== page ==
Golf Channel’s Molly Solomon On Being a Woman in the World of TV Sports

Golf Channel's Molly Solomon On Being a Woman in a Man's World

Last year, Molly Solomon made history when she became the first woman to serve as executive producer for a national sports network, when she was named Executive Producer and Senior Vice President of Production/Operations for the Golf Channel. The much-deserved promotion – Molly has won 10 Emmy awards in her 20-plus year career – proves that gender should not be a roadblock on the way to success.

We had a chance to chat with Molly earlier this week about her career. You can hear more about her work when she’s on campus this Monday at 5:15 p.m. in the Entertainment Business Auditorium for the Television Sports Production Panel presented by the Full Sail University Sports Lab, which will feature Molly, ESPN producer Amy Rosenfeld, and Sports Broadcasting Hall of Fame member Geoff Mason.

FS: Can you give us a quick rundown of how you got to where you are now?

MS: I’m a lifer with NBC Sports and the NBC Sports Group. I got a job out of college as an Olympic Researcher back in 1990. [Molly then served for many years as the coordinator producer for NBC’s coverage of the Olympics, which included program development and operational planning.] When the London Olympics ended [last year], I got the call to be the Executive Producer at Golf Channel. It has opened the second chapter of my professional life.

FS: What are your main responsibilities at the Golf Channel?

MS: I’m in charge of all the content that goes on the air at Golf Channel. That means I oversee our tournament production, our news division, our morning news show, and the daily Golf Central evening show (which is similar to SportsCenter). Then we also have an original programming division: we produces our own primetime originals and documentaries. We’ve got a really cool plant here in Orlando. It’s all a lot of fun.

FS: When you became the first woman to serve as executive producer for a national sports network, how did that make you feel? Was it a big deal to you?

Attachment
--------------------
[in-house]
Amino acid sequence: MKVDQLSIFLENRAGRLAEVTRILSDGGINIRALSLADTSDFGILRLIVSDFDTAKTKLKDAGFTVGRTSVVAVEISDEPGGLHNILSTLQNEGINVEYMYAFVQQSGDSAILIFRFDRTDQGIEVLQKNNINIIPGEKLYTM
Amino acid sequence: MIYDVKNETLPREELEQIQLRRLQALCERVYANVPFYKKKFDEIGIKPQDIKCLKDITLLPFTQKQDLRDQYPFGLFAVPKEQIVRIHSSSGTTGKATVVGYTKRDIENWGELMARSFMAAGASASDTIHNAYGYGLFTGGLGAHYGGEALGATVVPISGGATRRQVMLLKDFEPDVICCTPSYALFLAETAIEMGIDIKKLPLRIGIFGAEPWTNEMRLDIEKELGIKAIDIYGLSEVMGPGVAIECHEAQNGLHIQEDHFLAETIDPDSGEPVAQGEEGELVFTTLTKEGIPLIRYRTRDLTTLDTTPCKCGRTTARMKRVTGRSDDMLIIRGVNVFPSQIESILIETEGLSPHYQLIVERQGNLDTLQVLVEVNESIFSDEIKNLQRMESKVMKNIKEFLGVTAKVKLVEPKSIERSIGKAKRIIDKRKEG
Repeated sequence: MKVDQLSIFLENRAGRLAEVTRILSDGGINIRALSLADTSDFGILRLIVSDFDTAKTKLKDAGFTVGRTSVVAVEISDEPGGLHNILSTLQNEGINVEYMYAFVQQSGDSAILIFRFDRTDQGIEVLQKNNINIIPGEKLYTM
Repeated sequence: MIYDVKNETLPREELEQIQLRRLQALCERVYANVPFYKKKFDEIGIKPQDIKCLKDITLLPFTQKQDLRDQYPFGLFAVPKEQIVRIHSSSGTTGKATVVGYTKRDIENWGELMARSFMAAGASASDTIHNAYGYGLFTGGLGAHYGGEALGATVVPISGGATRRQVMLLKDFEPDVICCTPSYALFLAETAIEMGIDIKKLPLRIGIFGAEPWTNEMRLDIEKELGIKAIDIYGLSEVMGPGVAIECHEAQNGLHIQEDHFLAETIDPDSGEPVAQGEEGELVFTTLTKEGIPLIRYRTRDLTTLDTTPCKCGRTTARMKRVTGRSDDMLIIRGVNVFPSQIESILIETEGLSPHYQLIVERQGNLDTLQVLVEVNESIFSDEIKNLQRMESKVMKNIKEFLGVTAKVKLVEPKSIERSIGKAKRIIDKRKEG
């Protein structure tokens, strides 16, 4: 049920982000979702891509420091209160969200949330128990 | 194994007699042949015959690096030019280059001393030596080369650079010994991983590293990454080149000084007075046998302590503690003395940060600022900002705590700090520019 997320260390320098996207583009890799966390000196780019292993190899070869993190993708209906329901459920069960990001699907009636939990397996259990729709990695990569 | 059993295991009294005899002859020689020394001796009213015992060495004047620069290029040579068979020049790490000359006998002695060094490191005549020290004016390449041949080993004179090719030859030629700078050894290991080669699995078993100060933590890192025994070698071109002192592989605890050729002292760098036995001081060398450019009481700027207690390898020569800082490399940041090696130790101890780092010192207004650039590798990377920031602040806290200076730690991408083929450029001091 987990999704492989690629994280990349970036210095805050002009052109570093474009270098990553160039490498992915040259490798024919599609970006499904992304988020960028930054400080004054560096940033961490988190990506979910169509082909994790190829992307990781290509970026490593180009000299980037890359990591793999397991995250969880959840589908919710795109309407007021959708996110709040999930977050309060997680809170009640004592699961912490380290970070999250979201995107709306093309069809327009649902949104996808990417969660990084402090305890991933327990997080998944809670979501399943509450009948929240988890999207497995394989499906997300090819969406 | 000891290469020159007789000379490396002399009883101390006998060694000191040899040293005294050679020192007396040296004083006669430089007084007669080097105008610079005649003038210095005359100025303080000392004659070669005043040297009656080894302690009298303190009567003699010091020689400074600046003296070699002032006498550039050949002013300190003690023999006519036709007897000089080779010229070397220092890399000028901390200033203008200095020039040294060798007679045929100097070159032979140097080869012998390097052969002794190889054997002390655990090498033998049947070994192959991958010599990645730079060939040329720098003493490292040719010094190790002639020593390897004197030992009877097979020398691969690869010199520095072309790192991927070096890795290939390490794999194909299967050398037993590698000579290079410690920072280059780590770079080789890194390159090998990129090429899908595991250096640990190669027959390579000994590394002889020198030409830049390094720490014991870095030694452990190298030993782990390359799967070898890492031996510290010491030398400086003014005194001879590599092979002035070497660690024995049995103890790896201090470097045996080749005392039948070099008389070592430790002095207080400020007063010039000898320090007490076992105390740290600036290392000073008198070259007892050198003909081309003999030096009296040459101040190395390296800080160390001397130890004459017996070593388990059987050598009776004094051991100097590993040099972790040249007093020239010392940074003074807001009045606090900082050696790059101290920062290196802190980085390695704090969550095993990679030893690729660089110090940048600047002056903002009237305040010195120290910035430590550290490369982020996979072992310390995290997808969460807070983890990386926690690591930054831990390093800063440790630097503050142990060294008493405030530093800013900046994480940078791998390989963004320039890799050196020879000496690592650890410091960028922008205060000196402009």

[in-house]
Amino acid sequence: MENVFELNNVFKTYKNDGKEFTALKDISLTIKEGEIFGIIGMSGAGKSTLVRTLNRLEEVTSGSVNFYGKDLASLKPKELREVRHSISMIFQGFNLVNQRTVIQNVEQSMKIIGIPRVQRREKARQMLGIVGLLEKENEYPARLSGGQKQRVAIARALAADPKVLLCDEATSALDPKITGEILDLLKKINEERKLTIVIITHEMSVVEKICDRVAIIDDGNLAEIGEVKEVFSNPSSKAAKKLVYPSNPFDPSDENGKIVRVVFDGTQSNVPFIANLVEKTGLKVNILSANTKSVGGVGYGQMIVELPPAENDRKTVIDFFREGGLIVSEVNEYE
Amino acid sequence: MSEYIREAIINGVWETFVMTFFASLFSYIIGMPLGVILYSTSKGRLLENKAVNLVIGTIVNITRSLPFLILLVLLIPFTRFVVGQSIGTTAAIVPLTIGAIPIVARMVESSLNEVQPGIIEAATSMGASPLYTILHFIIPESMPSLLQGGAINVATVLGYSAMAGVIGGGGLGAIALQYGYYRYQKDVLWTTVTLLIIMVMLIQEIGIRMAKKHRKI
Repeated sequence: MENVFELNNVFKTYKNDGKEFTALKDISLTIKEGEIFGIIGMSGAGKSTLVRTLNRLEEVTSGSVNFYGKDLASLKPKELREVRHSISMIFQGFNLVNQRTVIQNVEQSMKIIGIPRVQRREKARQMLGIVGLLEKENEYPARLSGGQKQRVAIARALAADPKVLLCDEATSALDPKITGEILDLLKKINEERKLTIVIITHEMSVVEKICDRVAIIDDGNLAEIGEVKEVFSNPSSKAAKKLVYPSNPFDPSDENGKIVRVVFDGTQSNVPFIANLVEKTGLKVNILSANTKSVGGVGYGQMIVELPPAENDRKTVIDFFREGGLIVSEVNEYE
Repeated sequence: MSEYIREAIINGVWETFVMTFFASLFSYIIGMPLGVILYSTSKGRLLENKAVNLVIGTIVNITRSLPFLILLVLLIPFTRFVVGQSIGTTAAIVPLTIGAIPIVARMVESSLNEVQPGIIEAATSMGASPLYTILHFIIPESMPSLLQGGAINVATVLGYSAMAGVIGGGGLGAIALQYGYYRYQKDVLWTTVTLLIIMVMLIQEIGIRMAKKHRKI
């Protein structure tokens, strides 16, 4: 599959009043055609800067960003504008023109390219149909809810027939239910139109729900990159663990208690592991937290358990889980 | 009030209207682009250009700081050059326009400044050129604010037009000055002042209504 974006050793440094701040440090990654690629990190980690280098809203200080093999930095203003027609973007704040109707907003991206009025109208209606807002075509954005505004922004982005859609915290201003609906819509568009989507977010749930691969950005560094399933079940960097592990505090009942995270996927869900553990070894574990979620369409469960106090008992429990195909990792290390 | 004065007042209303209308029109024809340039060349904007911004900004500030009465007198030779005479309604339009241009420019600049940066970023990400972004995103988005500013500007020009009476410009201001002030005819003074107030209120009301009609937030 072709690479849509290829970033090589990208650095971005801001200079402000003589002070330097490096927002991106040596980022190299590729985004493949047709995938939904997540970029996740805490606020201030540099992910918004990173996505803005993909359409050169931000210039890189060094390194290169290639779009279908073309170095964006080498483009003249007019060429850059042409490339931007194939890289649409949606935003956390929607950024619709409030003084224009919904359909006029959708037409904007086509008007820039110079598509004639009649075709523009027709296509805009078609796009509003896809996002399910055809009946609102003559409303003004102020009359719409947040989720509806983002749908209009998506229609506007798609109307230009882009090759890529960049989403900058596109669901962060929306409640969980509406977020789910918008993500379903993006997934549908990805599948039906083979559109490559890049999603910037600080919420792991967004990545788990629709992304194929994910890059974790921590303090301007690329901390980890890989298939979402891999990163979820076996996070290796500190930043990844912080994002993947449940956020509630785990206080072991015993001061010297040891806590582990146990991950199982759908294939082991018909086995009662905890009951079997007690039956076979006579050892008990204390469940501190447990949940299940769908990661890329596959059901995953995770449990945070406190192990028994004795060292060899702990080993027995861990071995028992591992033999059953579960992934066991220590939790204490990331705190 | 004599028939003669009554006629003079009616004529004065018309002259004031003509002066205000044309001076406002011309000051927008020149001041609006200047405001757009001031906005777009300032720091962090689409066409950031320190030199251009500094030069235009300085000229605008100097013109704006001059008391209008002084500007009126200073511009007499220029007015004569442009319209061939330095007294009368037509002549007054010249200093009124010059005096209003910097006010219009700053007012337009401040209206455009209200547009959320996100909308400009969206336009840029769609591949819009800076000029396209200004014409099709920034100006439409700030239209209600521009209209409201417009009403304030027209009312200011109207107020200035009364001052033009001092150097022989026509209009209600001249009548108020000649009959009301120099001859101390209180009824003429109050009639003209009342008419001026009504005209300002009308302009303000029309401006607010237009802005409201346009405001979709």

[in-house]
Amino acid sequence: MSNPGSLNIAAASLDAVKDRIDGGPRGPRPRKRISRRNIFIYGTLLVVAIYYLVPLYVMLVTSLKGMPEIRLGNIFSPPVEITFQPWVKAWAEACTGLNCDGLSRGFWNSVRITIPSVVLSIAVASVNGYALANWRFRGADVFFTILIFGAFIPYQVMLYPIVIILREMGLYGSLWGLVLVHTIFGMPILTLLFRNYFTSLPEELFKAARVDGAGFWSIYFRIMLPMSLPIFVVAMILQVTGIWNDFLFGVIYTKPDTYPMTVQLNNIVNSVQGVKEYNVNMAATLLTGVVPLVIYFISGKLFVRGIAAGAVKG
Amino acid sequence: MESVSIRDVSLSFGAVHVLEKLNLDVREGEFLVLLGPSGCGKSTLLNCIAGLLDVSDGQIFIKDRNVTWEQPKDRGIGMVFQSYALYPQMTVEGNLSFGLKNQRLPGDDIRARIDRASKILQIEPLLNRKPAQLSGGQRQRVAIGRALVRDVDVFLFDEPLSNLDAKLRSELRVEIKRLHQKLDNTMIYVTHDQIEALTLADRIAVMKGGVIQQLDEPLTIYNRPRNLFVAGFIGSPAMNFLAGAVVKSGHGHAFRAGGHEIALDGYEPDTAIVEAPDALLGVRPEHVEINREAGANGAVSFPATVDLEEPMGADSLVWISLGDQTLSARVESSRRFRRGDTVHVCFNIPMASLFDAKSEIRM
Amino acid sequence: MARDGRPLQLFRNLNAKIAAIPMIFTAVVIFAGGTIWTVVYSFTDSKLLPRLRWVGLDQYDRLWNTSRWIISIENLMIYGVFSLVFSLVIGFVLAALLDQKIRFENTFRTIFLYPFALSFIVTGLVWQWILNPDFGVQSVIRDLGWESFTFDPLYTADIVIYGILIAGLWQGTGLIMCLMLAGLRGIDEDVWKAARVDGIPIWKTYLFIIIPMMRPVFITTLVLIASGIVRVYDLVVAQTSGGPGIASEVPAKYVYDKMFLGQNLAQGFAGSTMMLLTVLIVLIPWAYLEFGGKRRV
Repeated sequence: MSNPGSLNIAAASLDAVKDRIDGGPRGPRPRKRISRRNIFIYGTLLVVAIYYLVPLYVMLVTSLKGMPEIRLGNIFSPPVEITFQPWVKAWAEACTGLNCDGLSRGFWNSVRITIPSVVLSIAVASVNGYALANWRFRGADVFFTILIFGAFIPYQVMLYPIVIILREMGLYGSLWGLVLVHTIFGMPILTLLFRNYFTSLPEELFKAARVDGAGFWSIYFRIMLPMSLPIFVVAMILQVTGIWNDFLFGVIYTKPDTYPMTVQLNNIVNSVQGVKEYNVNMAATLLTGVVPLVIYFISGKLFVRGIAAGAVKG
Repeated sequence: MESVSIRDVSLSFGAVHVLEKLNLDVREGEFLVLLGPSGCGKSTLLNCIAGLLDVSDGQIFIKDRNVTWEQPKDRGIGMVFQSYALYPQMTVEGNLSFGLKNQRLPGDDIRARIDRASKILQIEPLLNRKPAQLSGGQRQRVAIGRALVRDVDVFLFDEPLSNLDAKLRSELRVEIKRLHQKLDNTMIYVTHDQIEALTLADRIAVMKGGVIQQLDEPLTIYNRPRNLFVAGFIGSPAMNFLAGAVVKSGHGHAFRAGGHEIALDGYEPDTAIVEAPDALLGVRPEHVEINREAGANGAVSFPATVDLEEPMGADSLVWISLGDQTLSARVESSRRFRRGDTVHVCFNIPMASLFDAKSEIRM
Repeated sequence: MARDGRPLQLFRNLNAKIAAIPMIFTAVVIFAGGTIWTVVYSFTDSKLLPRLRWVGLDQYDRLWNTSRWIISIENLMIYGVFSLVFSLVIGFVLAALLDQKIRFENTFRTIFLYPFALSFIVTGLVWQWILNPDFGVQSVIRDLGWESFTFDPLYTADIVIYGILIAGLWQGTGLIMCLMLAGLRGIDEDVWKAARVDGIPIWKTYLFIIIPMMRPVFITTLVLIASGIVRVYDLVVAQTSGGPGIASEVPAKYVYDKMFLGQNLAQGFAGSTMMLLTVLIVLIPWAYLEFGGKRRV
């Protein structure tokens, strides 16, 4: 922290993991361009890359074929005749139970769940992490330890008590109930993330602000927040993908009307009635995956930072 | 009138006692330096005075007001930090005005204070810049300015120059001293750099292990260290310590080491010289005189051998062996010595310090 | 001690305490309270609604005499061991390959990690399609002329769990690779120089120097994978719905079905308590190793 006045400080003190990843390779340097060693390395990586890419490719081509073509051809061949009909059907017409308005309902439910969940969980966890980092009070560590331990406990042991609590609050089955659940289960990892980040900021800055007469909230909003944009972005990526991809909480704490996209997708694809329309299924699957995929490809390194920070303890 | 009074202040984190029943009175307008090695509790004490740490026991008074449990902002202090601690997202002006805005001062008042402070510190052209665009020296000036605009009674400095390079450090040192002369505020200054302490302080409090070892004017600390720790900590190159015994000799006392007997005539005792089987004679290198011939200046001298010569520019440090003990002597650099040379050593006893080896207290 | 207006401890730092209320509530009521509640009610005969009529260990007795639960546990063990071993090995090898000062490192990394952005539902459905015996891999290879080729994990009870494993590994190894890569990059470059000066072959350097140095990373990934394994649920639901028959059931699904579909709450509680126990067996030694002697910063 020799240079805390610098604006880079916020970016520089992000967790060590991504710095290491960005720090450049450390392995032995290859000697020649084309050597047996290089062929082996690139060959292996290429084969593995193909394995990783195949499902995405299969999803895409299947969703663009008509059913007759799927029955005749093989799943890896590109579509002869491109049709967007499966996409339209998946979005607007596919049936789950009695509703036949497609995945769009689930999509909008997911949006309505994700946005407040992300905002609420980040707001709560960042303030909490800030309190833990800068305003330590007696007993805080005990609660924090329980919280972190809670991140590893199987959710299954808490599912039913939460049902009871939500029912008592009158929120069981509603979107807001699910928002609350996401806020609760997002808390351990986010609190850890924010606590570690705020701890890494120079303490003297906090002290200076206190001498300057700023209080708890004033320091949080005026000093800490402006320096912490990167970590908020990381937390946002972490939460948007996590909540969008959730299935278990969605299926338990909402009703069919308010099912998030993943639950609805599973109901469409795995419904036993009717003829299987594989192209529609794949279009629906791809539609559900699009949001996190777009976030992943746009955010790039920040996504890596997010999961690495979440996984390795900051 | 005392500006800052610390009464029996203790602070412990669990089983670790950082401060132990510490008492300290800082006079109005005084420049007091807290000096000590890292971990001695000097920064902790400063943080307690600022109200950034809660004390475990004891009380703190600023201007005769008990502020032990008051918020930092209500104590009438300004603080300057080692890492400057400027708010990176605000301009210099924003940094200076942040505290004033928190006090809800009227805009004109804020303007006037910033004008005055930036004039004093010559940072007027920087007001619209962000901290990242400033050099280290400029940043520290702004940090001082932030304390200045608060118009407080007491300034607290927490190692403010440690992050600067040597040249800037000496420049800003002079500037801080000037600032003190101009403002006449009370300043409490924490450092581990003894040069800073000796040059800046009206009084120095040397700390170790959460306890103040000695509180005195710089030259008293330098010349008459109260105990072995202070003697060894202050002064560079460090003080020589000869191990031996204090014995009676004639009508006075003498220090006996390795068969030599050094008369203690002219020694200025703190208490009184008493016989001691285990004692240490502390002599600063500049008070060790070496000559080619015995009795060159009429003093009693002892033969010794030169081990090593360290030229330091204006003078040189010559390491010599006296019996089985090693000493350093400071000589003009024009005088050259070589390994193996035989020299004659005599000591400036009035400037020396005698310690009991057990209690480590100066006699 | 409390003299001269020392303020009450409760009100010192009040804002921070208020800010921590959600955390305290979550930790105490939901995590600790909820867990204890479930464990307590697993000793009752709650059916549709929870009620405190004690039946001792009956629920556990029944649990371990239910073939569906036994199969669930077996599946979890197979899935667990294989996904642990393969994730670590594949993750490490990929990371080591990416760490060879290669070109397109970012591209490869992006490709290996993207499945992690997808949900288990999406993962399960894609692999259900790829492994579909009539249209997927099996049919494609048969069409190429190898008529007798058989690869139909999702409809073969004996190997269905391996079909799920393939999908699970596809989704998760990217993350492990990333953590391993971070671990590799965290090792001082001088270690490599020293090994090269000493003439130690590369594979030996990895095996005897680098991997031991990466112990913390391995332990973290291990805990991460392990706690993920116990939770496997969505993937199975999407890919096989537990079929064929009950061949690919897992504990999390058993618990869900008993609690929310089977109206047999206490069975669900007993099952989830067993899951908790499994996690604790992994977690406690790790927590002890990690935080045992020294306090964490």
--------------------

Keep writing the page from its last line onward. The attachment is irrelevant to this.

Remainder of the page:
MS: It was a really big deal to me. I work in a male-dominated profession, and for a long time I just kept my head down and didn’t really want to address the gender issue. As I moved up and this opportunity presented itself, it really made me take stock and realize I could be a role model. I can show woman that there is a possibility [for a career] in sports production. I’m extremely proud of it and I hope someday [being a woman] won’t be as big of a deal.

FS: Have you ever faced challenges as a woman in your field?

MS: As a woman in sports you always feel like you have to try a little harder, you’ve got to produce even bigger and better results and you just don’t want to fail. Sometimes you think you have to prove you know the subject matter more than guys do. But I think because I’ve always put a 150% effort into everything nobody could ever say I wasn’t qualified.

FS: What is your advice to students wanting a career in television sports production?

MS: I would tell them there’s never been a better time to get into TV sports production. Sports are the most valuable branch out there because they’re DVR proof. Americans consume sports television at a crazy rate. There are so many job opportunities out there. You’ve got to be willing to relocate and work hard and put your career first for a very long time. Also, you need to be dedicated to learning the industry.

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